Two different questions here. Firstly, here's the Rosencrantz bit you refer to (from Act 2, Scene 2):
Why, then your ambition makes it one. 'tis too narrow for your mind.
O God, I could be bounded in a nutshell and count myself a king of infinite space, were it not that I have bad dreams.
Rosencrantz argues that Hamlet is too ambitious for Denmark, and longs for new pastures - and broader possibilities. Hamlet replies that it's nothing to do with the physical space of Denmark, or his ambitions - as if you shut him up in a nutshell, he could believe he was a "king of infinite space". In other words, he could think himself into liking even a nutshell - but Denmark is negative and provokes negative thoughts: "bad dreams". It's not that there isn't enough space, but that Denmark is an awful place.
Secondly, Hamlet 's thoughts on the purpose of the army are made very clear:
....while to my shame I see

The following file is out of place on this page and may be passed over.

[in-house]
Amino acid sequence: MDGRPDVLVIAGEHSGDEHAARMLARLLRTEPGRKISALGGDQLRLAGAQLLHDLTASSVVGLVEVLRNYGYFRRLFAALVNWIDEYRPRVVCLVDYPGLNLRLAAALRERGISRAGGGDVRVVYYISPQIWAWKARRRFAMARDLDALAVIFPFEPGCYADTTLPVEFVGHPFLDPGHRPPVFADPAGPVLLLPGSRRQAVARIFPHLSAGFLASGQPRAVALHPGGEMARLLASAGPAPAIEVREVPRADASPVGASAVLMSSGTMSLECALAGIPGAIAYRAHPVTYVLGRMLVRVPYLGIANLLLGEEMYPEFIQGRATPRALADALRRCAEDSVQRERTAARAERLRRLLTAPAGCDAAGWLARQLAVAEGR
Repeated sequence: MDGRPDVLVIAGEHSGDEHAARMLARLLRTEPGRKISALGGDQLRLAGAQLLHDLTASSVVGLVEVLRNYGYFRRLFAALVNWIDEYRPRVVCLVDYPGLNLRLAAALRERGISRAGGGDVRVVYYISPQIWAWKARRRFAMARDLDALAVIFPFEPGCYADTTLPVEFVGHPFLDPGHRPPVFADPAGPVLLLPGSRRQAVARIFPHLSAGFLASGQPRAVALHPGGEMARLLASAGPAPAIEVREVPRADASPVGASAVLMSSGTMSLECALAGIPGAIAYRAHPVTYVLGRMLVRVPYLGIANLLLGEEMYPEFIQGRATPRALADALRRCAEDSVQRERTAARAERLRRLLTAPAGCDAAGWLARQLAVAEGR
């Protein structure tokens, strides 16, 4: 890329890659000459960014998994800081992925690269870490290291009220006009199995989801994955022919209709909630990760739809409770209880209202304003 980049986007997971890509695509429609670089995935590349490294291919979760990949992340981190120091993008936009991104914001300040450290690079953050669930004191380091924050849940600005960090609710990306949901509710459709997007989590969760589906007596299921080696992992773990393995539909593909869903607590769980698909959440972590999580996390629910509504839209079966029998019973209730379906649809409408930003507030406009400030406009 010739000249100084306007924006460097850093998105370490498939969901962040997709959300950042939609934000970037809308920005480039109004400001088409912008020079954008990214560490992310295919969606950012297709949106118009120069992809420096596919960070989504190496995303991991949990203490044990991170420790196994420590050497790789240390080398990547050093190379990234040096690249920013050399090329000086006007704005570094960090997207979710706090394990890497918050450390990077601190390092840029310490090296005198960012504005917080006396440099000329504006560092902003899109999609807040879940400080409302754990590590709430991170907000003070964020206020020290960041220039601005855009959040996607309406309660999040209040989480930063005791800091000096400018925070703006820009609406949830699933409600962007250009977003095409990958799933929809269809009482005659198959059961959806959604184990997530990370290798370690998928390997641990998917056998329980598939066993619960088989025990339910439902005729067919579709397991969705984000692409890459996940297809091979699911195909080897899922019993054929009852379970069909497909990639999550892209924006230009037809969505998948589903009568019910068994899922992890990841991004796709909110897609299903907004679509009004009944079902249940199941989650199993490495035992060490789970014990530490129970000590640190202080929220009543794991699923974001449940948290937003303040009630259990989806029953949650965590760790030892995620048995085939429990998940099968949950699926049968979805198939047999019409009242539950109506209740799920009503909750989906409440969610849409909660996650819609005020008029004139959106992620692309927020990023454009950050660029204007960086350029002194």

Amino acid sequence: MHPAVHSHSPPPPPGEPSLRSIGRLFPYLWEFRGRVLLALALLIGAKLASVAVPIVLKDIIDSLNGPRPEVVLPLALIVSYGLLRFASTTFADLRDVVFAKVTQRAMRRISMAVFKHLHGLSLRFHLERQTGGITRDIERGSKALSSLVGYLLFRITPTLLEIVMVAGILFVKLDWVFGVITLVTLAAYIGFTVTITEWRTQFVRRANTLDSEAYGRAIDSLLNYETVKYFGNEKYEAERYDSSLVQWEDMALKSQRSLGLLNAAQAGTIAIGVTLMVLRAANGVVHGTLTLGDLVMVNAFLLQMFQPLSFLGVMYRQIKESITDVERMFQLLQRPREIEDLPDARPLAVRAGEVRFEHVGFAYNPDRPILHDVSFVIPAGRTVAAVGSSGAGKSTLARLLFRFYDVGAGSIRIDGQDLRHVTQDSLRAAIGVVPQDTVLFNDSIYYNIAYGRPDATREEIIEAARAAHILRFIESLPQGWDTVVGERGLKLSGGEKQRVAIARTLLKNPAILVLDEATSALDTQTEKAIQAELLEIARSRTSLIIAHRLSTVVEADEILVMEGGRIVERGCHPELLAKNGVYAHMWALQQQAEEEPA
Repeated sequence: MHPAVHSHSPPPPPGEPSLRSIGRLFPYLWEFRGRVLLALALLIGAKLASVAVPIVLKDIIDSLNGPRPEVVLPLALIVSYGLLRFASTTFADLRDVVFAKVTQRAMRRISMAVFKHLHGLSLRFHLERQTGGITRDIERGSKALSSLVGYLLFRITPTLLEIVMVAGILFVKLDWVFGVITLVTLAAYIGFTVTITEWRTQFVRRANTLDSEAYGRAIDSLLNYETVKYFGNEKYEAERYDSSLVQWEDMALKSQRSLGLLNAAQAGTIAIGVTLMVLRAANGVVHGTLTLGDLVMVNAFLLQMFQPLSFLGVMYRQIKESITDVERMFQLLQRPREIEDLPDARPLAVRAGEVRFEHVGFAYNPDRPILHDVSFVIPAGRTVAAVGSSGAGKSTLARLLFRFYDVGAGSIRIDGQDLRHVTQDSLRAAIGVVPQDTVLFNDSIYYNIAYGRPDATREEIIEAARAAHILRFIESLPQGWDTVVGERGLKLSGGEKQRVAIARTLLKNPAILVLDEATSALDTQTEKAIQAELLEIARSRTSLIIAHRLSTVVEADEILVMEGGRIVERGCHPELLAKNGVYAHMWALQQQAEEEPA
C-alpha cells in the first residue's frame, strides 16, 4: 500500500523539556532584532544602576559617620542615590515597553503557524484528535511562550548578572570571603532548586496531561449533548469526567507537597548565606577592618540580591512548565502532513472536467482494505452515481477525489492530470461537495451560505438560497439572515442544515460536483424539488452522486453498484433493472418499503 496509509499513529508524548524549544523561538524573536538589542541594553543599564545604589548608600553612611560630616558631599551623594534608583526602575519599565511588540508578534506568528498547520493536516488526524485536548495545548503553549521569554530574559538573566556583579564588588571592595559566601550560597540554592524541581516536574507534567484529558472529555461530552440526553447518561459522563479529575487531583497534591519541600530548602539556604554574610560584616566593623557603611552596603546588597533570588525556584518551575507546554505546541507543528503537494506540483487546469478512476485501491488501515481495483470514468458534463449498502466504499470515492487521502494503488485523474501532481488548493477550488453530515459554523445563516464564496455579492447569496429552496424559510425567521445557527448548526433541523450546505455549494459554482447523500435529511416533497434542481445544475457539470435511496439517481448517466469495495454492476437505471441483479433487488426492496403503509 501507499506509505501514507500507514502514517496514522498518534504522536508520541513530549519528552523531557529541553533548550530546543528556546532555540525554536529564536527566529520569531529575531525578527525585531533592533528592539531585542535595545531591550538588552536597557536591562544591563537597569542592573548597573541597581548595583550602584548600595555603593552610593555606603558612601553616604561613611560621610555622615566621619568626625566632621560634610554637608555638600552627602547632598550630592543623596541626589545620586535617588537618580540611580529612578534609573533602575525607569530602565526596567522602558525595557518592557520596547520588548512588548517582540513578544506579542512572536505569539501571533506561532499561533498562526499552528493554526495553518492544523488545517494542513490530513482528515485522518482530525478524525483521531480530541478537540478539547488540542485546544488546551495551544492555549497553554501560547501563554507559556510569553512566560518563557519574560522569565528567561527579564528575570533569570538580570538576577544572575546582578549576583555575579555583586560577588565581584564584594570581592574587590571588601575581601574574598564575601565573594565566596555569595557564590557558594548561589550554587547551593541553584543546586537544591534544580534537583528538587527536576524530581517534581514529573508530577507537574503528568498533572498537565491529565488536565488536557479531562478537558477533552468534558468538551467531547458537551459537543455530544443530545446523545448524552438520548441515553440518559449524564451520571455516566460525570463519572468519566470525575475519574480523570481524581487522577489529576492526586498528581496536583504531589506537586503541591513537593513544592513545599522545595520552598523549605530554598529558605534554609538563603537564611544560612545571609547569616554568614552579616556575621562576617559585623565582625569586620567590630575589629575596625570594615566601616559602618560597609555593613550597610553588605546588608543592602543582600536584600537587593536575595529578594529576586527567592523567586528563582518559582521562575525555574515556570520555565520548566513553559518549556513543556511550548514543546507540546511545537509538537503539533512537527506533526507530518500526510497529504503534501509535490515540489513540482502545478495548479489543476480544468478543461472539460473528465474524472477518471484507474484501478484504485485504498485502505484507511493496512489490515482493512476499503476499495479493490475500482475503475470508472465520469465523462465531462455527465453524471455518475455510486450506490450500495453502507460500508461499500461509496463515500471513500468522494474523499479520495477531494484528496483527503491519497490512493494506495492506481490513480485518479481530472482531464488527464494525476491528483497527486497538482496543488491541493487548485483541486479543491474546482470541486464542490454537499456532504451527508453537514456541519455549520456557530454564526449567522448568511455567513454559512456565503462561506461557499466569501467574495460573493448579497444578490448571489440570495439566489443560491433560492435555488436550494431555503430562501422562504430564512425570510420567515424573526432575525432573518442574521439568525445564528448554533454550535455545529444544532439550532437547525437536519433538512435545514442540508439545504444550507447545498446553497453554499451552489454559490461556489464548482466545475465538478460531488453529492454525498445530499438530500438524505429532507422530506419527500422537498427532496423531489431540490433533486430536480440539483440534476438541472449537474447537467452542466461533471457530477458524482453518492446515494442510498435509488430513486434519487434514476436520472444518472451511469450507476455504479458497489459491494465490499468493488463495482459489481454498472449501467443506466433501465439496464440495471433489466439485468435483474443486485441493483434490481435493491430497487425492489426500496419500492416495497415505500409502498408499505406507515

The imminent death of twenty thousand men
That for a fantasy and trick of fame
Go to their graves like beds, fight for a plot
Whereon the numbers cannot try the cause,
Which is not tomb enough and continent
To hide the slain?
Hamlet thinks that these 20,000 men are all going to their deaths - and, as he's just been told by the Officer, they are fighting over a tiny bit of land that doesn't even bear fighting over. Their purpose is pointless - purposeless.
I could be bounded in a nutshell and count myself a king of infinite space, were it not that I have bad dreams.
(In other words.... You could physically lock me in a tiny tiny space and I would still feel like The King of The Universe because the space inside my head is infinite and I can move freely in my mind. But, unfortunately for me (hamlet), that infinite space inside my head is rather dark and unhappy lately, so being shut in it is not so good anymore.)
Rosy says Denmark is too small for Hamlet's ambition and Hamlet says he is more interested in mental things (philosophical things) than physical things. We can also infer that he used to be 'The King of Infinite Space', in other words his mind used to be a wonderful place to think and play before all his current troubles made him depressed and mentally unstable.